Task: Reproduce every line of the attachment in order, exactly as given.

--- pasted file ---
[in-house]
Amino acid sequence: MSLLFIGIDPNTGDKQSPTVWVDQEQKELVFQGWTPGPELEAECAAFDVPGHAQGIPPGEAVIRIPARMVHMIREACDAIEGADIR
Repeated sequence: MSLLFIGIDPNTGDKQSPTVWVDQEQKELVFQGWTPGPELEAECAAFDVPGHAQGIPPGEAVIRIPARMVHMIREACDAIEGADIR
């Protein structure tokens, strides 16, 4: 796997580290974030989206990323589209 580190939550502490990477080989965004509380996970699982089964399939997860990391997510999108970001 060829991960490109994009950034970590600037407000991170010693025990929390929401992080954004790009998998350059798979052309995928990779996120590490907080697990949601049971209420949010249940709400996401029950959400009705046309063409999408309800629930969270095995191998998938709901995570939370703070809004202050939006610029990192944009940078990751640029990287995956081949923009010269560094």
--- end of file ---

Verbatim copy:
[in-house]
Amino acid sequence: MSLLFIGIDPNTGDKQSPTVWVDQEQKELVFQGWTPGPELEAECAAFDVPGHAQGIPPGEAVIRIPARMVHMIREACDAIEGADIR
Repeated sequence: MSLLFIGIDPNTGDKQSPTVWVDQEQKELVFQGWTPGPELEAECAAFDVPGHAQGIPPGEAVIRIPARMVHMIREACDAIEGADIR
């Protein structure tokens, strides 16, 4: 796997580290974030989206990323589209 580190939550502490990477080989965004509380996970699982089964399939997860990391997510999108970001 060829991960490109994009950034970590600037407000991170010693025990929390929401992080954004790009998998350059798979052309995928990779996120590490907080697990949601049971209420949010249940709400996401029950959400009705046309063409999408309800629930969270095995191998998938709901995570939370703070809004202050939006610029990192944009940078990751640029990287995956081949923009010269560094």